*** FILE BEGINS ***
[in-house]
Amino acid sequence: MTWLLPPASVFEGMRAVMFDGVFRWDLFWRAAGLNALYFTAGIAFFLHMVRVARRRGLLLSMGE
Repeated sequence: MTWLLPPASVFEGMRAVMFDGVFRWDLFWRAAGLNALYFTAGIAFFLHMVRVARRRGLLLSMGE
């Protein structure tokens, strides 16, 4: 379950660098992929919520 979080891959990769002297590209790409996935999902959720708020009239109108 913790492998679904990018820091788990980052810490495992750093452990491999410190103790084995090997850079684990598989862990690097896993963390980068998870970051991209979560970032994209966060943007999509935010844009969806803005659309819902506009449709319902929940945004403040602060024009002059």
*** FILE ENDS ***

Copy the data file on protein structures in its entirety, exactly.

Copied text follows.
[in-house]
Amino acid sequence: MTWLLPPASVFEGMRAVMFDGVFRWDLFWRAAGLNALYFTAGIAFFLHMVRVARRRGLLLSMGE
Repeated sequence: MTWLLPPASVFEGMRAVMFDGVFRWDLFWRAAGLNALYFTAGIAFFLHMVRVARRRGLLLSMGE
């Protein structure tokens, strides 16, 4: 379950660098992929919520 979080891959990769002297590209790409996935999902959720708020009239109108 913790492998679904990018820091788990980052810490495992750093452990491999410190103790084995090997850079684990598989862990690097896993963390980068998870970051991209979560970032994209966060943007999509935010844009969806803005659309819902506009449709319902929940945004403040602060024009002059």